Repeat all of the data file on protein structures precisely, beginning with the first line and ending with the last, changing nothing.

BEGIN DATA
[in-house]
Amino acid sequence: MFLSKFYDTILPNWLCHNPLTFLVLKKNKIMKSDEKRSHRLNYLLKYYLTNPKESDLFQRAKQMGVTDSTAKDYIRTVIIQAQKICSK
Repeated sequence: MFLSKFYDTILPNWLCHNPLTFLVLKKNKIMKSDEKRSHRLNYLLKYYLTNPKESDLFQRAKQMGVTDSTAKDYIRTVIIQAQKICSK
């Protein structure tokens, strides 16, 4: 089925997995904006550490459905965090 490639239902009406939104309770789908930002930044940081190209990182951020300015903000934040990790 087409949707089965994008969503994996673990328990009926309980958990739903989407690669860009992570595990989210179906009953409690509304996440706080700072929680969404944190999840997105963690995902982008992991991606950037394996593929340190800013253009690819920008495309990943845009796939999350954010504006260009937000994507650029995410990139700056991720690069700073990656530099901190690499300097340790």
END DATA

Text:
[in-house]
Amino acid sequence: MFLSKFYDTILPNWLCHNPLTFLVLKKNKIMKSDEKRSHRLNYLLKYYLTNPKESDLFQRAKQMGVTDSTAKDYIRTVIIQAQKICSK
Repeated sequence: MFLSKFYDTILPNWLCHNPLTFLVLKKNKIMKSDEKRSHRLNYLLKYYLTNPKESDLFQRAKQMGVTDSTAKDYIRTVIIQAQKICSK
């Protein structure tokens, strides 16, 4: 089925997995904006550490459905965090 490639239902009406939104309770789908930002930044940081190209990182951020300015903000934040990790 087409949707089965994008969503994996673990328990009926309980958990739903989407690669860009992570595990989210179906009953409690509304996440706080700072929680969404944190999840997105963690995902982008992991991606950037394996593929340190800013253009690819920008495309990943845009796939999350954010504006260009937000994507650029995410990139700056991720690069700073990656530099901190690499300097340790």